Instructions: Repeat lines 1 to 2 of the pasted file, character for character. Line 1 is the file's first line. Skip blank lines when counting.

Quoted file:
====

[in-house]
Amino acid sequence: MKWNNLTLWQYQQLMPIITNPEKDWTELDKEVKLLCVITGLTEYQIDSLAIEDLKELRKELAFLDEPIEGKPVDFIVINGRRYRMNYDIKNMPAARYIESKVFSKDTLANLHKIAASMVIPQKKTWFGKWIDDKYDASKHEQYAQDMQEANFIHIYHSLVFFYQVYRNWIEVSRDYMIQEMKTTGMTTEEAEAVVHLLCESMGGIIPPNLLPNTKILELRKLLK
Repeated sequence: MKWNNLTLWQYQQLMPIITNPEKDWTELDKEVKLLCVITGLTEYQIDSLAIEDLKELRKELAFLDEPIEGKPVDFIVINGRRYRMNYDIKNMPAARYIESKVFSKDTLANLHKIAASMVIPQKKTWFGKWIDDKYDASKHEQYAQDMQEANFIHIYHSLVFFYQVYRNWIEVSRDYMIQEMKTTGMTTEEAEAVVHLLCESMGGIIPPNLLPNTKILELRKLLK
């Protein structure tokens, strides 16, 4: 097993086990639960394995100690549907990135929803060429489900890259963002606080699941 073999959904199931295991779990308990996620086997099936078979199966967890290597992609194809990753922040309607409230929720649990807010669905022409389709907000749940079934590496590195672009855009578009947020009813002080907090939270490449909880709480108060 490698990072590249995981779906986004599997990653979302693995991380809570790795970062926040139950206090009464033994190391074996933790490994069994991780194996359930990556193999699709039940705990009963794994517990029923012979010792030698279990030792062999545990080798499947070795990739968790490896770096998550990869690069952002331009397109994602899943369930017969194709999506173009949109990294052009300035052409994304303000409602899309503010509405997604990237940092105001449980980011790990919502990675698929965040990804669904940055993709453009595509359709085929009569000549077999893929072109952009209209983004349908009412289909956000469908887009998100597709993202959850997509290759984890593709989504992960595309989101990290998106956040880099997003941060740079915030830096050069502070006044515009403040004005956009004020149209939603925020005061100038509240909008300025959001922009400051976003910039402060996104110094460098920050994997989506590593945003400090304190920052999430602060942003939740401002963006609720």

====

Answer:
[in-house]
Amino acid sequence: MKWNNLTLWQYQQLMPIITNPEKDWTELDKEVKLLCVITGLTEYQIDSLAIEDLKELRKELAFLDEPIEGKPVDFIVINGRRYRMNYDIKNMPAARYIESKVFSKDTLANLHKIAASMVIPQKKTWFGKWIDDKYDASKHEQYAQDMQEANFIHIYHSLVFFYQVYRNWIEVSRDYMIQEMKTTGMTTEEAEAVVHLLCESMGGIIPPNLLPNTKILELRKLLK